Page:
Stranded steller sea lion necropsy update

 After careful consideration of this animal's extreme poor health, it was decided that euthanasia was the best option.

After careful consideration of this animal's extreme poor health, it was decided that euthanasia was the best option.

If you follow us on Facebook, you may recall in January SR3 responded to a beached steller sea lion in Port Angeles, WA that had been ashore for about a week. During that time, Feiro Marine Life Center (part of the West Coast Marine Mammal Stranding Network) was monitoring and coordinating with WDFW and NOAA on the animal’s status and next steps. After careful consideration, it was determined that the animal was in poor health and its condition would continue to decline. The decision was made by NOAA and WDFW that euthanasia was the best option. SR3’s Executive Director and Veterinarian Dr. Lesanna Lahner, Casey Mclean our Animal Medical Care Coordinator, and personnel from WDFW humanely carried out the euthanasia and performed a full necropsy (an animal autopsy) on site to learn more about the animal’s condition.

This steller sea lion was an adult male, estimated at 15 years of age. The average age of a steller sea lion is between 20 and 30 years according to NOAA. While it may be tempting to shrug off one animal's death and attribute it to "old age", which is not a disease that animals or humans can die from, the necropsy findings of this animal prove exactly why it's important to take a closer look. From the necropsy report, the animal was found to have “an acute bronchopneumonia, severe fibrosis of his lungs and liver, and fluid around his brain.” These findings contributed to his overall poor health. The most interesting finding however, was a urogenital carcinoma found on his penis. Though it wasn’t the cause of death, it was important because this is the first known case in a steller sea lion. Urogenital carcinomas (cancer typically originating in the genital tract) are quite prevalent in adult California sea lions, the steller sea lion's smaller cousin.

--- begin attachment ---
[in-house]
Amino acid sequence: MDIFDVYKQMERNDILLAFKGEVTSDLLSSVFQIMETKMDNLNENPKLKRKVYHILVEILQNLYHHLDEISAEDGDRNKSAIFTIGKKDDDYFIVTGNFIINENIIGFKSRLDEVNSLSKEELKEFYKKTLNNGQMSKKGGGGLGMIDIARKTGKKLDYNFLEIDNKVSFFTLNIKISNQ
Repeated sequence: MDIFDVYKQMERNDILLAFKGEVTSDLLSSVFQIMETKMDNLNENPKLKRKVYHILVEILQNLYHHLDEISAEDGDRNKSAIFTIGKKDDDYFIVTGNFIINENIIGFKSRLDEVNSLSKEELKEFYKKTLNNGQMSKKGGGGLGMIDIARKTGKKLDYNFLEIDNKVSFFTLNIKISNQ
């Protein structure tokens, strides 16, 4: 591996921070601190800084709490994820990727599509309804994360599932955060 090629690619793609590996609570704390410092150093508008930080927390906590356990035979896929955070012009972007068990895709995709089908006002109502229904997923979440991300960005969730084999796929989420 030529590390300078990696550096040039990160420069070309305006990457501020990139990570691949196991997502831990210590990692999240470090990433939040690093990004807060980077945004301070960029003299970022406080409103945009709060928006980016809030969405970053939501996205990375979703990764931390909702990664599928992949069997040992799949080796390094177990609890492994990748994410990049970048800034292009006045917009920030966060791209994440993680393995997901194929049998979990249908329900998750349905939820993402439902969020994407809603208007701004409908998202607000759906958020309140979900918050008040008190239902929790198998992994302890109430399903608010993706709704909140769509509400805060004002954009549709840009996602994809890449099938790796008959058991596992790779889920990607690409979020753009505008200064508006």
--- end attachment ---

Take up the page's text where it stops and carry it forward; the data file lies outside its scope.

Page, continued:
This stranding is a great example as to why SR3 was created. Please help us reach our goal of creating the first dedicated marine wildlife rehabilitation facility in the Pacific Northwest that is coupled with cutting edge research and teaching to improve the health of our oceans!


A special thank you to Feiro Marine Life Center, NOAA, and WDFW for their work on this case.